Leonardo da Vinci is known as the greatest ‘can do everything’ person of all time; the only thing that he didn’t accomplish was winning an Olympic gold medal—and that’s because the dark ages nearly wiped the competition out. Although his likeness won’t be displayed in the halls of Athens, he is still the iconic ironman. He invented a prototype for the car and helicopter; he was a sculptor, musician, painter, poet, writer, scientist, engineer, mathematician, geologist, botanist, biologist, cartographer, and author. How did he do all of this? Nobody really knows, but we do know some of the things that can be learned from his do-it-all style.
If you lived during the fourteen hundreds, you wouldn’t believe that people could fly, or that a man can survive underwater indefinitely—at least not without magic—but da Vinci did, and many of his inventions made things like this possible. If you have an idea, stick to it, study what you need to get it done, and go do it, no matter how many naysayers tell you that it’s impossible. Somebody has to invent travel that’s faster than the speed of light! Why not you?
OUR LIMITS ARE IN OUR MINDS
In da Vinci’s mind, there’s no limit on the number of things that are possible, and there’s no limit on the number of things that one person can do. Being a scientist, engineer, entrepreneur, and writer in your lifetime is possible. Da Vinci had the tough job—he did it without a prototype—we have it easier because we have seen it done before.
HARD WORK PAYS OFF
“It has long since come to my attention that people of accomplishment rarely sat back and let things happen to them. They went out and happened to things.” This was one of da Vinci’s many spot on revelations. Although the phrase “hard work pays off” has become a cliché, the importance of its meaning cannot be overstated.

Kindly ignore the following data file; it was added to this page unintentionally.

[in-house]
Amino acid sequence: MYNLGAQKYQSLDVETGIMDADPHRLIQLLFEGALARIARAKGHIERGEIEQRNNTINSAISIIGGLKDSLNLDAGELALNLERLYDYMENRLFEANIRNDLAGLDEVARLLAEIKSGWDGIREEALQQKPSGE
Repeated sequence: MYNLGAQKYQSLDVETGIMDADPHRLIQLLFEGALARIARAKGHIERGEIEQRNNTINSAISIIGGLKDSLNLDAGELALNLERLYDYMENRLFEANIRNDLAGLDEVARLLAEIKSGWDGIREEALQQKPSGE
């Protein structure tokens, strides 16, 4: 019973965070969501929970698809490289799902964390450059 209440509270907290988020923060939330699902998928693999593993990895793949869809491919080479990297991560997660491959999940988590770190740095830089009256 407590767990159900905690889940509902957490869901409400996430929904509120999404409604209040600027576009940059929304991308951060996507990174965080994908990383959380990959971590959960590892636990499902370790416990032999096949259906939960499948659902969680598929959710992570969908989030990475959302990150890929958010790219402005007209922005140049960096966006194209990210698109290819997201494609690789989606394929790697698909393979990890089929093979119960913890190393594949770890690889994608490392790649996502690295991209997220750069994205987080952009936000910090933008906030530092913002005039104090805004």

YOUR WORK IS NEVER DONE
Da Vinci once said, “Art is never finished, only abandoned.” For da Vinci, everything was art; for us, this means that any endeavor that we pursue is our “art,” and that we should strive to constantly seek to improve upon our works. Progress cannot be made if we don’t fight for it.
YOU HAVE TO LIVE TO BE ALIVE
“Life well spent is long.” This is another brief quote by da Vinci that speaks volumes. Many of us are so caught up in trying to survive that we forget to enjoy our lives and do what is most rewarding. If more of us pursued our dreams instead of stewing in mediocrity, humanity would be a much happier race.
If more of us implemented even one of da Vinci’s standards to live by, we would see a surge of progress greater than any mankind has ever seen.
Author Bio: Sally is a serial networker and is interested in studying the ways in which people learn. She enjoys traveling around the country visiting places such as Richmond University, advising students on making the most out of their university experience, and providing top techniques for studying.